Tuesday, January 2, 2007
Posted by Jeff Lipshaw
There's an interesting set of comments to a blog post over at Conglomerate (full disclosure: I was responsible for one moderately inane contribution). Gordon Smith posted a snippet from an article by Benedict Sheehy, (University of Newcastle - Australia), entitled "Corporations and Social Costs: The Wal-Mart Case Study." Professor Sheehy argues Wal-Mart is responsible for social waste by causing its suppliers to put too much in the packages, thereby underpricing the goods,and causing lots of stuff (in this case, pickles) to be thrown away.
I have to admit I was scratching my head over this one even before neo-classical economists and empirical scholars far more qualified than I jumped in to point out the holes in the thesis (most of which are testable, like: does Wal-Mart really have the market power to control the size and pricing of pickle packages?) My own experience with oversizing was in our little lake resort town of Charlevoix, Michigan (above and right),* which, during the summer does a thriving trade in fudge (a Northern Michigan specialty) and ice cream cones. I realized at some point that the store owners had figured out that you could double your business by increasing the size of a cone and charging more for it. So, effectively, single scoop cones went by the wayside, and you had to spend four bucks on this huge glob of ice cream. Now the locals (and the quasi-locals like me) know how to deal with this (and we leave the Bridge Street shops to the "fudgies" and "coneheads," as summer tourists are known). You troop a half-mile down the main drag to the Dairy Queen, or stop in Oleson's market and buy a half-gallon of Edy's and take it home.
What stopped me in my [Edy's fudge] tracks was this from Professor Sheehy:
While Wal-Mart is not the creator of consumerism, its dominance creates a large responsibility to inform consumers about the real costs. By under-pricing, Wal-Mart is misinforming the consumer encouraging over-consumption, and to do so in the planet's current state is nothing less than perverse. Because of its market dominance, a strong argument can be made for its bearing considerable corporate responsibility to inform consumers about costs by pricing correctly.
Perhaps this is the nature of the legal academic beast, but David Hume's observation about the conflation of the "is" and "ought" seemed apropos (or, as Professor Childress would say, aproposner): "[T]he author proceeds for some time in the ordinary ways of reasoning, and establishes the being of a God, or makes observations concerning human affairs; when of a sudden I am surpriz'd to find, that instead of the usual copulations of propositions, is, and is not, I meet with no proposition that is not connected with an ought, or an ought not." I have often suggested that the economic approach to law and policy (and everything else) fails to make clear its implicit consequentialist morality, but despite my occasional jibing of law-and-economics on this point, there is also a fundamental epistemology of freedom that goes with market economics, and on that point I too take a neo-classical position.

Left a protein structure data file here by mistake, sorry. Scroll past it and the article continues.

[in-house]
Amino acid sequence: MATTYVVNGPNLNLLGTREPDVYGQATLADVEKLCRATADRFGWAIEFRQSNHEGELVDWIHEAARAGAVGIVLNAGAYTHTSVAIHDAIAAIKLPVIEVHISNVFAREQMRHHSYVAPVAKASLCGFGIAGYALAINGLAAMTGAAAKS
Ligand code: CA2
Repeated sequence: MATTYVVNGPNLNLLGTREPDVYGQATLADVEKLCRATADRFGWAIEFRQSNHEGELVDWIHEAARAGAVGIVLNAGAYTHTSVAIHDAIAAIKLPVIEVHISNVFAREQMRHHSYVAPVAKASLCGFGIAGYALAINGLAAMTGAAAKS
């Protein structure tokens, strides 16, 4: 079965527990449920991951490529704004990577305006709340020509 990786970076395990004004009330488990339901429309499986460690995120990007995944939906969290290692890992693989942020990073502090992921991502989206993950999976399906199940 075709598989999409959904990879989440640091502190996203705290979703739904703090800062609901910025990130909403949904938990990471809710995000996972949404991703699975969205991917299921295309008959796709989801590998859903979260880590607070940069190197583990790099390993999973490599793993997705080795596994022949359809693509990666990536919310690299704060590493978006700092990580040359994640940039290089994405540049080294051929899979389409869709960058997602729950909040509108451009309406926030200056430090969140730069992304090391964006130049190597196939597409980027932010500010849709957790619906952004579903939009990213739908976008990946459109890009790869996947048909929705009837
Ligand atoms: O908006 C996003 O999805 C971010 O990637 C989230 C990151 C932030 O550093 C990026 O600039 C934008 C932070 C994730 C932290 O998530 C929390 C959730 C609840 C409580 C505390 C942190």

Wal-Mart puts it on the shelf and compels NOBODY to buy it. Murdick's Ice Cream scoops it and compels NOBODY to buy it. As the commenters over at Conglomerate point out, the argument that Wal-Mart has market power in the grocery business is attenuated; if so, I suppose Murdick's and Kilwin's (below), the two ice cream shops on Bridge Street, have the power to force chocoholics to fork over four bucks for the oversized ice cream cones. (Wal-Mart is big and Murdick's is small, but mere size has no relationship to market power - ask KMart or Sears.) It seems to me that consumers have some responsibility to decide what makes sense and what does not. But I acknowledge that is my "ought" and I don't conflate it with an "is."
One final note on advocacy tactics (or the dangers of the discovered half-truth - see my article somewhat related to this subject). Mr. Sheehy appeared in one of the later comments to defend his work by noting that it was "sufficiently rigorous to be published by Northwestern." Most would, I think, decry publication in any student-edited journal as an indication of scholarly rigor, but as Gordon noted in a later comment, "the Northwestern Journal of International Law & Business is quite a different thing from the Northwestern University Law Review, which is what your reference would imply to an American legal academic." Ouch.
* In the spirit of unbridled capitalism, I should note this lovely house is available for weekly rentals.